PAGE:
Both quality control and pace of production of proteins in cells are linked to aging. When comparing species and lineages with different life spans, long-lived mutants of short-lived species such as nematode worms exhibit a slower rate of protein synthesis. The same is true in yeast. Equally, the long-lived naked mole-rat exhibits highly efficient quality control in protein synthesis when compared to short-lived rodent species of a similar size. It is also the case that for any given individual, the quality control of protein synthesis becomes worse with age, and this - like stochastic mutation of DNA, and for similar reasons - is thought to be a contributing factor in the progression of degenerative aging. That said, where exactly it sits in the long chains of cause and effect between first cause of aging and final downstream outcome of aging is up for debate.
Aging is characterized by the accumulation of various forms of damage as well as by other age-related deleterious changes. These changes generally have negative, deleterious consequences for organisms as they age. Different living systems differ in their metabolic strategies, resulting in different types and levels of damage production, therefore have evolved both unique and common mechanisms to counteract some of these deleterious changes. These mechanisms also limit the transfer of damage to progeny. The damage-producing and protective mechanisms are mostly genetically controlled, differ among taxonomic groups and are important in defining the lifespan of organisms. Nevertheless, the general principles of cell and organismal organization make damage accumulation inevitable for most multicellular organisms.
In this review, we discuss age-related changes in one of the most important and abundant components of any cell, and therefore of the whole organism - the proteome. Functionality of the whole system of proteins in any organism requires maintenance of a precise balance of synthesis, degradation and function of each and every protein, while aging often shifts this balance, resulting in pathology. Being the end-point of the implementation of genetic information, the proteome accumulates damage generated during this process. The effectiveness of proteostasis control systems, which maintain and recycle the proteome, is diminished with age, leading to the accumulation of damaged proteins and molecules, which in turn inhibit cell functionality and thus cause age-related dysfunction.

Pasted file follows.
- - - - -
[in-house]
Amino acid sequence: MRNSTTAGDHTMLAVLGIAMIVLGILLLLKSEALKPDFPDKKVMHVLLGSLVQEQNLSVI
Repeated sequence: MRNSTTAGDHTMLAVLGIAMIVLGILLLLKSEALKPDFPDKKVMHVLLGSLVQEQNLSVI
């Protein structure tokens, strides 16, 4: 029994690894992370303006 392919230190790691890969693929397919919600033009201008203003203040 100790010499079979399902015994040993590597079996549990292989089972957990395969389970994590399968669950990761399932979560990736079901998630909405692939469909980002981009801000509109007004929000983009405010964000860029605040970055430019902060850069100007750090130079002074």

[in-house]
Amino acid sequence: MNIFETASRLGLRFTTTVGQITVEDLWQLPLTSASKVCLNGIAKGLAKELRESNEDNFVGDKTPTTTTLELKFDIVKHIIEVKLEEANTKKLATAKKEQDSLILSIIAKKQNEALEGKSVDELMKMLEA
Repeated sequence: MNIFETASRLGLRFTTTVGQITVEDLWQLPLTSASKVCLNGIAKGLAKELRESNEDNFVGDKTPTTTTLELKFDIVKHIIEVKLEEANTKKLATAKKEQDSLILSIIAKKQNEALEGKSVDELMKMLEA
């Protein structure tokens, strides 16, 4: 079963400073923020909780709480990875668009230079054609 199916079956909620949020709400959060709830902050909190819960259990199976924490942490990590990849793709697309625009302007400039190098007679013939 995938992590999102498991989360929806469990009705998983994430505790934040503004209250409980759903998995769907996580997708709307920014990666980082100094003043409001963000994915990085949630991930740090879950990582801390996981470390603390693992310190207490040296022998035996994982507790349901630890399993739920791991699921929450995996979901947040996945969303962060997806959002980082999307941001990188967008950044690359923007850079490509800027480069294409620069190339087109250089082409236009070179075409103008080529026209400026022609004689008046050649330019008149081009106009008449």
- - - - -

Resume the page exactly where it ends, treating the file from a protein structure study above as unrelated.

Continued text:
Every step in protein lifecycle, most notably protein synthesis and degradation, is relevant to the aging process and, indeed, has been shown to change with age and likely define lifespan. While changes in protein degradation systems during aging are relatively well studied, alterations in protein synthesis still remain to be elucidated. Does the overall level of protein synthesis change with age? Which components of the translation apparatus are affected by aging? Do errors in protein synthesis increase in older organisms? Is there age-dependent regulation of protein synthesis at the level of translation? Answering these questions is necessary for understanding the mechanisms of aging and lifespan control.